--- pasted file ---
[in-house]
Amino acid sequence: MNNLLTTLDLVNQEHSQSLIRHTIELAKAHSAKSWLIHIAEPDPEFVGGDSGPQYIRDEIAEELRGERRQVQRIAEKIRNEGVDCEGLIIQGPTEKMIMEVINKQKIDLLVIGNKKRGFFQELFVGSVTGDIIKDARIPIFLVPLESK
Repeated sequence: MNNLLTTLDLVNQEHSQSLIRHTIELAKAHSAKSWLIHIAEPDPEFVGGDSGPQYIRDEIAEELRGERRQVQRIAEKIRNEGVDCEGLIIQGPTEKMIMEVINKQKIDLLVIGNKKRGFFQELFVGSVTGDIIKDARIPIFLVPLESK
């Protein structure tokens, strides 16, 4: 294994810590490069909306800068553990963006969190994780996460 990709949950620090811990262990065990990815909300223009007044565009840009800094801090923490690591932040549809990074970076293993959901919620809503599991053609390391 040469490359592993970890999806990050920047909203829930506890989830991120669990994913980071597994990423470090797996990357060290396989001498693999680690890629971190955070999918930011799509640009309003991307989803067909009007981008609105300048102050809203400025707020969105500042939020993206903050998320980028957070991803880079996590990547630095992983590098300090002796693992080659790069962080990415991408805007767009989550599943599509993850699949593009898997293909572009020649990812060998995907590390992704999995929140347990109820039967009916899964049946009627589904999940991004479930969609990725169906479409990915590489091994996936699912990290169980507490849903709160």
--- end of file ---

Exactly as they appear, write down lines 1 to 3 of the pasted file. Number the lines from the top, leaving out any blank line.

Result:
[in-house]
Amino acid sequence: MNNLLTTLDLVNQEHSQSLIRHTIELAKAHSAKSWLIHIAEPDPEFVGGDSGPQYIRDEIAEELRGERRQVQRIAEKIRNEGVDCEGLIIQGPTEKMIMEVINKQKIDLLVIGNKKRGFFQELFVGSVTGDIIKDARIPIFLVPLESK
Repeated sequence: MNNLLTTLDLVNQEHSQSLIRHTIELAKAHSAKSWLIHIAEPDPEFVGGDSGPQYIRDEIAEELRGERRQVQRIAEKIRNEGVDCEGLIIQGPTEKMIMEVINKQKIDLLVIGNKKRGFFQELFVGSVTGDIIKDARIPIFLVPLESK